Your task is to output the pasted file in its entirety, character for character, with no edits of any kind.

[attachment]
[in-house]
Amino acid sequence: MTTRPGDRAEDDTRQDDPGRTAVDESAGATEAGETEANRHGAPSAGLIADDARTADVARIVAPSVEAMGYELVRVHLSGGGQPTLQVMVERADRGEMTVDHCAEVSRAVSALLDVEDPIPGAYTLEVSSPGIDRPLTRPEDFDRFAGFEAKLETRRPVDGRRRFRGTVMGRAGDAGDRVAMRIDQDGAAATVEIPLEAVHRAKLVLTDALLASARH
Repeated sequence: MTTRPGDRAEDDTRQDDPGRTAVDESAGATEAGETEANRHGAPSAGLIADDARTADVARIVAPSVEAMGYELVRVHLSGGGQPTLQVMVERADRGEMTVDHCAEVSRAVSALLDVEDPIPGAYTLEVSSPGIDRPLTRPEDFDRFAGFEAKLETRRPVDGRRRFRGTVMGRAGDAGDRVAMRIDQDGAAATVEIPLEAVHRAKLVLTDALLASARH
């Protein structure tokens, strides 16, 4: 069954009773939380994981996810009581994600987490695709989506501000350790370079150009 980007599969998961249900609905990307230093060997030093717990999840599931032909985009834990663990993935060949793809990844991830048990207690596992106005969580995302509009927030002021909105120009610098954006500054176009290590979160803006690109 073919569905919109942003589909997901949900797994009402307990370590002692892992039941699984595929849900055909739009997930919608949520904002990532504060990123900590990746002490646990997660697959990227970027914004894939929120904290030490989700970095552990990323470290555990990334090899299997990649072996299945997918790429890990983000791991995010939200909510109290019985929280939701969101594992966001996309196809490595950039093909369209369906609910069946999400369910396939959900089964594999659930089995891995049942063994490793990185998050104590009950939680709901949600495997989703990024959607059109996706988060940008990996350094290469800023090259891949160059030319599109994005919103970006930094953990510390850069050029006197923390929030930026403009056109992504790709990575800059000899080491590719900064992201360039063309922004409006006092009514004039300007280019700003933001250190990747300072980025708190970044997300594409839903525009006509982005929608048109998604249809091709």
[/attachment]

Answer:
[in-house]
Amino acid sequence: MTTRPGDRAEDDTRQDDPGRTAVDESAGATEAGETEANRHGAPSAGLIADDARTADVARIVAPSVEAMGYELVRVHLSGGGQPTLQVMVERADRGEMTVDHCAEVSRAVSALLDVEDPIPGAYTLEVSSPGIDRPLTRPEDFDRFAGFEAKLETRRPVDGRRRFRGTVMGRAGDAGDRVAMRIDQDGAAATVEIPLEAVHRAKLVLTDALLASARH
Repeated sequence: MTTRPGDRAEDDTRQDDPGRTAVDESAGATEAGETEANRHGAPSAGLIADDARTADVARIVAPSVEAMGYELVRVHLSGGGQPTLQVMVERADRGEMTVDHCAEVSRAVSALLDVEDPIPGAYTLEVSSPGIDRPLTRPEDFDRFAGFEAKLETRRPVDGRRRFRGTVMGRAGDAGDRVAMRIDQDGAAATVEIPLEAVHRAKLVLTDALLASARH
């Protein structure tokens, strides 16, 4: 069954009773939380994981996810009581994600987490695709989506501000350790370079150009 980007599969998961249900609905990307230093060997030093717990999840599931032909985009834990663990993935060949793809990844991830048990207690596992106005969580995302509009927030002021909105120009610098954006500054176009290590979160803006690109 073919569905919109942003589909997901949900797994009402307990370590002692892992039941699984595929849900055909739009997930919608949520904002990532504060990123900590990746002490646990997660697959990227970027914004894939929120904290030490989700970095552990990323470290555990990334090899299997990649072996299945997918790429890990983000791991995010939200909510109290019985929280939701969101594992966001996309196809490595950039093909369209369906609910069946999400369910396939959900089964594999659930089995891995049942063994490793990185998050104590009950939680709901949600495997989703990024959607059109996706988060940008990996350094290469800023090259891949160059030319599109994005919103970006930094953990510390850069050029006197923390929030930026403009056109992504790709990575800059000899080491590719900064992201360039063309922004409006006092009514004039300007280019700003933001250190990747300072980025708190970044997300594409839903525009006509982005929608048109998604249809091709």